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Pinot Noir Rosé: A Wine with a Dissociative Identity Disorder

Pinot Noir Rosé has two distinct identities. One personality is that of a flirtatious, welcoming and social quaff that refreshes and casually satisfies as well enhances the enjoyment of many foods. A contrasting second personality is that of a wine begging to be taken seriously by the wine cognoscenti.

There is no question that Rosé wines have shown more growth in popularity recently than any other varietal as shown by these Nielsen statistics for U.S. retail wine sails the year ending 11/05/16. The wine is affordable, easy to like and consumers are currently attracted to it in its dry form, while sweet forms such as white Zinfandel are losing popularity. The French, who know a thing or two about wine, can’t get enough Rosé, and one out of every three bottles consumed in that country is a Rosé.

However, some question whether Rosé wines are serious enough to be discussed in the same breath as popular Cabernet Sauvignon, Pinot Noir and Chardonnay wines. Wine critics have even been downright degrading, questioning whether Rosé should be seriously reviewed. Susan Manfull recently published an article online - “Is Rosé a Serious Wine? at Although her comments focused on Rosé from Provence, her quotes from informed sources are applicable to domestic Rosé wines as well. Like any wine, there are cheap, inexpensive insipid examples, but the overall quality has markedly increased over past two decades. “The results are a very diverse palate of quality Rosés - some are simple ones for everyday enjoyment and others are made to be enjoyed with gastronomic meals.”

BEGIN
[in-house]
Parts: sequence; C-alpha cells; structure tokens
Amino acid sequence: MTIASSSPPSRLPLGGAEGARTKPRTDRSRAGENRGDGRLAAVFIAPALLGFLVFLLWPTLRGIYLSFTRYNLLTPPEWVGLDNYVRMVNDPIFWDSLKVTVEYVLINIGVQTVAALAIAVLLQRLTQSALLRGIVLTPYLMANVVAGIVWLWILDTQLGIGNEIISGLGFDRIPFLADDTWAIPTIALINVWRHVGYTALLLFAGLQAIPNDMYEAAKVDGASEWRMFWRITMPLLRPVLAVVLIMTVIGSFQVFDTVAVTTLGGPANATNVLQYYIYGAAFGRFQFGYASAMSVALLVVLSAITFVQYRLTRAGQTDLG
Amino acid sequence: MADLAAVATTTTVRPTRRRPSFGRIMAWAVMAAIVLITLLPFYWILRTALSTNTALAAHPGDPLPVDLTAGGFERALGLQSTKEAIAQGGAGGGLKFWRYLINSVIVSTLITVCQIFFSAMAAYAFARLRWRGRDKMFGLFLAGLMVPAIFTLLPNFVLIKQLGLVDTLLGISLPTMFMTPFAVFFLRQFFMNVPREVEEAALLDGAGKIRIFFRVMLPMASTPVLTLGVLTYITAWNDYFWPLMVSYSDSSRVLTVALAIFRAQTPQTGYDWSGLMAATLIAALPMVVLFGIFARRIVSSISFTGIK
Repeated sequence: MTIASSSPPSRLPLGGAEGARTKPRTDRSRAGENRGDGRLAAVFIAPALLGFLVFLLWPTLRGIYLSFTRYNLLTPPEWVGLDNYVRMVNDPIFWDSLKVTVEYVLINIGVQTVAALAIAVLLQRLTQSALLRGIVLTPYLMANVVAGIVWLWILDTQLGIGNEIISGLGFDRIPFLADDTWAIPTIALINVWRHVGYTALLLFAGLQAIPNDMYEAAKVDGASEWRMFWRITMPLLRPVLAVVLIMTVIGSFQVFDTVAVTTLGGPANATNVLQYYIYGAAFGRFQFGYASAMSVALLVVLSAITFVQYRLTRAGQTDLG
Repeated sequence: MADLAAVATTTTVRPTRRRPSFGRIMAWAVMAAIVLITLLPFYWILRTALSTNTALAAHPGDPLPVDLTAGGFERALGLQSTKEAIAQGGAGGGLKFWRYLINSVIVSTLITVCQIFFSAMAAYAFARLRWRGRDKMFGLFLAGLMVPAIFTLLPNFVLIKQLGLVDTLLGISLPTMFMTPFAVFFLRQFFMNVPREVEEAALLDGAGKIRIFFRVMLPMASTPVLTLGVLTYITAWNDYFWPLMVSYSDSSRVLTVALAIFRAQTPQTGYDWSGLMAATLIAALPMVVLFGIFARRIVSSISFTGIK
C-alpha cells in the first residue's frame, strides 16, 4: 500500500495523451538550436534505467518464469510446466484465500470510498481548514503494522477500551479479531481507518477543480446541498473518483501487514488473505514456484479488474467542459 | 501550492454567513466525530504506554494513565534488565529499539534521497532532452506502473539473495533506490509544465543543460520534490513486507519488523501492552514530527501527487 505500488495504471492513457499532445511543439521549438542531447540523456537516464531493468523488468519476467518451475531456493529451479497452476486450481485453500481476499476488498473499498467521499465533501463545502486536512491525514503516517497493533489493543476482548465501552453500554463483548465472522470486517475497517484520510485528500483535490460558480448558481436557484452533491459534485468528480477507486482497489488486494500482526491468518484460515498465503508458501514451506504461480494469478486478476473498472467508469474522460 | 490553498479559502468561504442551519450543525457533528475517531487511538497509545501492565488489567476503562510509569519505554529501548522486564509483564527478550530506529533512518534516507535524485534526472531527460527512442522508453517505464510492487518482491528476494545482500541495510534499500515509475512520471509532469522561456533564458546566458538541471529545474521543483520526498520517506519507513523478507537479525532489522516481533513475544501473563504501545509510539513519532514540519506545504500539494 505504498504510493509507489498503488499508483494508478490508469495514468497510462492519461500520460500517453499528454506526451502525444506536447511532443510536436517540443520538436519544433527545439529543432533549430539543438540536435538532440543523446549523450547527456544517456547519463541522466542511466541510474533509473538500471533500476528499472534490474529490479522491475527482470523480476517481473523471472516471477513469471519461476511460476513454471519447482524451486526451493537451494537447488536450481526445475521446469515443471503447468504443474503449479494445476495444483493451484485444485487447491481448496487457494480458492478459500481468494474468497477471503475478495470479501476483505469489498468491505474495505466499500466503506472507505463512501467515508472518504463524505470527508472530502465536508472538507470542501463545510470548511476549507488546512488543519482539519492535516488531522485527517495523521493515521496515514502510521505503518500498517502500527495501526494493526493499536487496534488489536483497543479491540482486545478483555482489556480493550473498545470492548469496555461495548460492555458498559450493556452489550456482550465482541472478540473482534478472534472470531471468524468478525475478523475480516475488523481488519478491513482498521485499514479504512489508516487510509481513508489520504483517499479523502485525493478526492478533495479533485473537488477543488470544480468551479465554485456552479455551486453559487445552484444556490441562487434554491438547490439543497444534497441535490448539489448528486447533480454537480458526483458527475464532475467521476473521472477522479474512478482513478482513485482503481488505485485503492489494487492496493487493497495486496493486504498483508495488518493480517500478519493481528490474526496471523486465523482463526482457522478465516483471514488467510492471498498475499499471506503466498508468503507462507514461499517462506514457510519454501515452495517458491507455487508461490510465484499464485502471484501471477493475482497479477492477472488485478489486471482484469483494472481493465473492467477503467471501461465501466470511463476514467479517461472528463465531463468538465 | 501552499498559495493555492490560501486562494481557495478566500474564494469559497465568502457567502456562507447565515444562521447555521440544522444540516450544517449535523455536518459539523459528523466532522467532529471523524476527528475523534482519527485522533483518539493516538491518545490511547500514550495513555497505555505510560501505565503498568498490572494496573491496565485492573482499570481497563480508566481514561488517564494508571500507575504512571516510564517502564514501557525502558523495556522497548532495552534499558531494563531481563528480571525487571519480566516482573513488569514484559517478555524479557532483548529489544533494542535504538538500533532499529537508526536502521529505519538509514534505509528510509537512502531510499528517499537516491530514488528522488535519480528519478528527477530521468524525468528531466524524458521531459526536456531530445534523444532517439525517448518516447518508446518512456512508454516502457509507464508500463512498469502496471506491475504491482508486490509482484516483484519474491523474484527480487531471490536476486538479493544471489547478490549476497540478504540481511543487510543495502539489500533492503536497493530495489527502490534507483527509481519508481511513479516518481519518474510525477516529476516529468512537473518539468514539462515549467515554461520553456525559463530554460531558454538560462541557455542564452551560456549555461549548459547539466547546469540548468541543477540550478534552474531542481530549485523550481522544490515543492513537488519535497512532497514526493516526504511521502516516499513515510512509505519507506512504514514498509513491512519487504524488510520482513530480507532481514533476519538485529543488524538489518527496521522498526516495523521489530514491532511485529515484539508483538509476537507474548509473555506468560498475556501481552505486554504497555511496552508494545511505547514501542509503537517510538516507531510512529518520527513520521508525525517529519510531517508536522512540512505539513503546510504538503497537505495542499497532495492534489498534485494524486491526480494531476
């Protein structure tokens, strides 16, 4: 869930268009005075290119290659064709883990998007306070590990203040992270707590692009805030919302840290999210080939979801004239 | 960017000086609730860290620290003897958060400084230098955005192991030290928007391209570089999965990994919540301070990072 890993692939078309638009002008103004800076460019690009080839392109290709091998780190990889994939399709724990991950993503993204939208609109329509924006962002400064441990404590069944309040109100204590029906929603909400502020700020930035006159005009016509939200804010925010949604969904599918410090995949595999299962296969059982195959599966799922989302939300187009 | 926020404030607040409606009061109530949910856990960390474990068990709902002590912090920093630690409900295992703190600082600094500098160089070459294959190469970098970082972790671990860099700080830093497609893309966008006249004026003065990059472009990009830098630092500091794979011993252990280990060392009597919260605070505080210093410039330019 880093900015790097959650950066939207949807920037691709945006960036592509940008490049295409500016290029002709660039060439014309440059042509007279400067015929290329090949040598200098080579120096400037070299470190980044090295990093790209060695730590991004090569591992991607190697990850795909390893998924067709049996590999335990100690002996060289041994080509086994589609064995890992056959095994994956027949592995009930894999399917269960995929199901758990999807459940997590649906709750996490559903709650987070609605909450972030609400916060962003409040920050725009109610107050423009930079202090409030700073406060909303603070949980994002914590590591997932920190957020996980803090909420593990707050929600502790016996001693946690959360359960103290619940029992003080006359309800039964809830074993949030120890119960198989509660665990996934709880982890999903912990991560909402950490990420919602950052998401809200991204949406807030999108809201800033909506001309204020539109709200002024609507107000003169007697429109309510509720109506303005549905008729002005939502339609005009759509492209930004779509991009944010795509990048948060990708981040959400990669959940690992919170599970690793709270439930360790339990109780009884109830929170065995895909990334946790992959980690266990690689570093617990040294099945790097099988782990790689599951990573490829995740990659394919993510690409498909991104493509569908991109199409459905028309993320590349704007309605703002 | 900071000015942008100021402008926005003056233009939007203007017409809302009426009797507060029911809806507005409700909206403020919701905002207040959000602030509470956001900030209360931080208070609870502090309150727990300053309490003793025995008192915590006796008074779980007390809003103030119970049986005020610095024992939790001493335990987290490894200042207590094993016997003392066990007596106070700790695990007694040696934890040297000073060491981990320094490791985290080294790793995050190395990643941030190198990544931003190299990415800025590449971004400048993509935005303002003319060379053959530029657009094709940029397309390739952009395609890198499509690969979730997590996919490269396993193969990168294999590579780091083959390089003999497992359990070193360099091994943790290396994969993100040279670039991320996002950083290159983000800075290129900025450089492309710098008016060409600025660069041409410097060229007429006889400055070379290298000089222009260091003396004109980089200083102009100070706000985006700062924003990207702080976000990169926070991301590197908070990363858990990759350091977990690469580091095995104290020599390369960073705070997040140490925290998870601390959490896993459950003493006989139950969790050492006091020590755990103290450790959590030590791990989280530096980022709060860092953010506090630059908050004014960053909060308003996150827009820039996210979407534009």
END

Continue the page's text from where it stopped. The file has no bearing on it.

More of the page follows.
I would say most domestic wineries offering Pinot Noir Rosé are committed to quality and take their wine very seriously. Certain wine critics, including myself, review Rosé wines like we would any other premium wine since it can be a somewhat complex wine with seductive perfume, tantalizing flavors and refreshing acidity. That said, because Rosés generally lack the nuance, the tannic structure, the concentration and the finish of Pinot Noir wines, I judge them only against other examples of the genre and score them in comparison to other Pinot Noir Rosés.

Here are a number of recently released 2016 Pinot Noir Rosé wines (and one outlier) that show the commitment of their winemakers to quality. The wines are, after all, a reflection of the winery’s reputation.

There is considerable variety in the types of bottles used for Rosé wines. The wines reviewed here were bottled in various formats, including the traditional sloping Pinot Noir bottle, the tall Alsatian bottle, as well as Bordeaux white wine styled bottles. The wines are noticeably lower in general in alcohol as the grapes are usually picked at a lower Brix. All of these wines are best served chilled.

National Rosé day is coming up on June 10. Three new books have recently been published on Rosé: Rosé All Day: The Essential Guide to Your New Favorite Wine, Drink Pink: A Celebration of Rosé, and Rosé Wine: The Guide to Drinking Pink.

2016 Balletto Vineyards Russian River Valley Rosé of Pinot Noir

4,800 cases, $18. Estate grown and bottled. The winery’s rosé was originally a saignée with residual sugar, but Anthony Beckman has taken the wine more seriously since 2009, now producing 50% of it whole cluster like a white wine, 50% saignée, and vinifying it in stainless steel in a completely dry style. One of the few Russian River Valley wineries making a significant quantity of Pinot Noir Rosé. · Aromas of strawberry, blood orange and herbs leads to a bright, clean, crisp and smoothly textured wine, offering delightful flavors of red berries, peach and pink grapefruit. Score: 92